When comparing PHP vs Ceylon, the Slant community recommends PHP for most people. In the question“What is the best programming language to learn first?” PHP is ranked 35th while Ceylon is ranked 41st. The most important reason people chose PHP is:
According to the [2015 Stack Overflow Developer Survey](http://stackoverflow.com/research/developer-survey-2015#tech) (26,086 people surveyed), PHP was the 5th most popular/used language at 29.7%.
Ranked in these QuestionsQuestion Ranking
Pro One of the most common languages
According to the 2015 Stack Overflow Developer Survey (26,086 people surveyed), PHP was the 5th most popular/used language at 29.7%.
Pro Lots of tutorials online
Pro Used by most common CMS platforms
Many clients are looking for an easy-to-update web site that's flexible and free. Drupal and Wordpress fill those needs very well.
Pro Most prominent language for web applications
Part of the de facto standard web application stack.
Pro Great third-party package manager
PHP standard library is somewhat subpar, but if you need plugins, language features, composer has them all( you can even puzzle together a custom framework from composer).
Since 7.x was released, PHP has become a pretty fast language.
Pro Lots of PHP frameworks available which help with development
PHP people love frameworks, and with frameworks such as Laravel, you can build a web app or API really fast (Facades, ORMs, scaffolding etc.)
Pro Great documentation
Pro Strong static typing, null safe and flexible, almost dynamic type system
The compiler prevents you from using a potentially null variable, unless you check it is not null. Ie. it forces you to check a potentially null value before using it.
The type system is strict, but flexible, allowing union and intersection of types, covariant and contravariant types, reified types, etc.
Type inference and union types allows a dynamic programming style, close of JS spirit.
It brings type safety to JS, allowing to define interfaces to existing JS APIs, yet using the
dynamic keyword for flexible calls in the JS ecosystem.
Pro Excellent IDE support
Ceylon has reified generics, so it doesn't loose the type of collections at runtime. This makes autocompletion, debugging, etc. first-class. The Eclipse plugin makes it a full-fledged Ceylon IDE, and an IntelliJ IDEA plugin is in the works.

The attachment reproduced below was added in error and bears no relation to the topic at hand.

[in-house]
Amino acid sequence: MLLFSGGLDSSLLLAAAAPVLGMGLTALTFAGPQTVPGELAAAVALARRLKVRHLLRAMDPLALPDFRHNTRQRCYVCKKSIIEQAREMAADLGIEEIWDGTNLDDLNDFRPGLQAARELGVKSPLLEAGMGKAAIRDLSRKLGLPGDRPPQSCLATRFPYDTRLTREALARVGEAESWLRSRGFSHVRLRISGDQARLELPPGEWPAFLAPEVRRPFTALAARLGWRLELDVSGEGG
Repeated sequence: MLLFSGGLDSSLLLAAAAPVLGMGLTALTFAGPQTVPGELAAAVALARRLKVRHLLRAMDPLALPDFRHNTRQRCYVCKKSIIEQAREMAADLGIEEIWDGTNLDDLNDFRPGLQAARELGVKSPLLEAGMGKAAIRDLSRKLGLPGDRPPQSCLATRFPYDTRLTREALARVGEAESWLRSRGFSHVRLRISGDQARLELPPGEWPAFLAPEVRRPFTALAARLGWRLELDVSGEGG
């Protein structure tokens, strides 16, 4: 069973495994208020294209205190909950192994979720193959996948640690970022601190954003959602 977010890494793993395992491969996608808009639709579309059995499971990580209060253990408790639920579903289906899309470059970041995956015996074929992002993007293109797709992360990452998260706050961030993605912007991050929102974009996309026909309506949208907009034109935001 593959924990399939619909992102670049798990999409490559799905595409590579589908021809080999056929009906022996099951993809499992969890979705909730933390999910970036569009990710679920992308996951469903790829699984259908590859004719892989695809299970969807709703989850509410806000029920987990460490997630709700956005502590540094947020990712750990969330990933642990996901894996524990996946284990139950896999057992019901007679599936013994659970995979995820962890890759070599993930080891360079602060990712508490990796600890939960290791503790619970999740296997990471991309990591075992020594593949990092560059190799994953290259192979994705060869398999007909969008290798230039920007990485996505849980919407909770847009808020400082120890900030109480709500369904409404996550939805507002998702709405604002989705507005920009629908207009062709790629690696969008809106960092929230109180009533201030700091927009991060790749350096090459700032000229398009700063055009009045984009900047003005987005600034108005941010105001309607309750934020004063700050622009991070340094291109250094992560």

Pro Great tutorial
Gavin King, main author of the language, has a great, clear technical writing style, making understandable difficult concepts like variance or sound type system.
Pro Try it out in the browser
It has a Web IDE: http://try.ceylon-lang.org/ with impressive demos: http://try.ceylon-lang.org/?gist=bd41b47f325b6d32514a so you can try it without installing anything, and see the JS generation / interop in action.
Pro Excellent documentation
The language specification is very complete and up to date; also, the language module is very well documented.
Pro Easy to learn even if you don't have prior programming experience
Ceylon is indeed fairly easy and readable. Of course those ones who know OOP and a bit of functional programming concepts will feel almost at home right from the start.
Pro Generate HTML
HTML generation is supported right in the SDK.
Pro Same code in backend and frontend
Con After python, probably one of the worst languages ever
if you can even call it a language.. it's a mess, really.
Con Poorly designed language
Despite its widespread use, PHP is generally looked upon poorly from a design point of view. The consistency of function names and function argument order, lazily and borderline non-functional implementation of object oriented programming, can only receive requests via POST methods, slow version adoption (the PHP you learn right now may not work on every webserver you'll work on), and a focus on "hacking things together" rather than "doing it right". These are all very common complaints when it comes to working with PHP. While not a bad language to learn, PHP is not at all a good language to learn first, as it will probably teach bad habits.
Con Immense catalog of insecure frameworks
The most serious security problems in websites on the web today are almost universally found in popular PHP frameworks, CMS platforms, libraries and code samples, almost all stemming from poor language design, bad tutorials and awful resources.
Con Most tutorials are out of date
A lot of very bad tutorials are still widely circulated among beginners, and these tutorials teach very poor programming practices.
Con Most resources are poorly-written
Few resources exemplify the "correct" or secure use of features.
Con Interpreter being too permissive
If you forget the dollar sign, the variable name will be converted to a string.
Con Lack of physical or electronic books
We should hope Red Hat or anyone interested would take the time and write one. That would strengthen the maturity of the language, but Ceylon is rapidly developing which can make the author's efforts futile because his or hers work will become obsolete soon.
The second hindrance is, of course, popularity of the language which can't give much to the pockets of the author (however, Dart's unpopularity at start didn't prevent it to have a lot of printed material, but that's Google's child, we know).
Con Currently has large runtime
Ceylon 1.2 needs a language runtime of 1.55 MiB, and the Collection library adds another 370 KiB. That's a lot for the Web...
Now, this has to be put in perspective: if you use Ceylon to make a web application, these files will be loaded once, then cached by the browser (that's not casual browsing).
Moreover, most servers compress such resource, and the numbers become respectively 234 KiB and 54 KiB, which is more reasonable...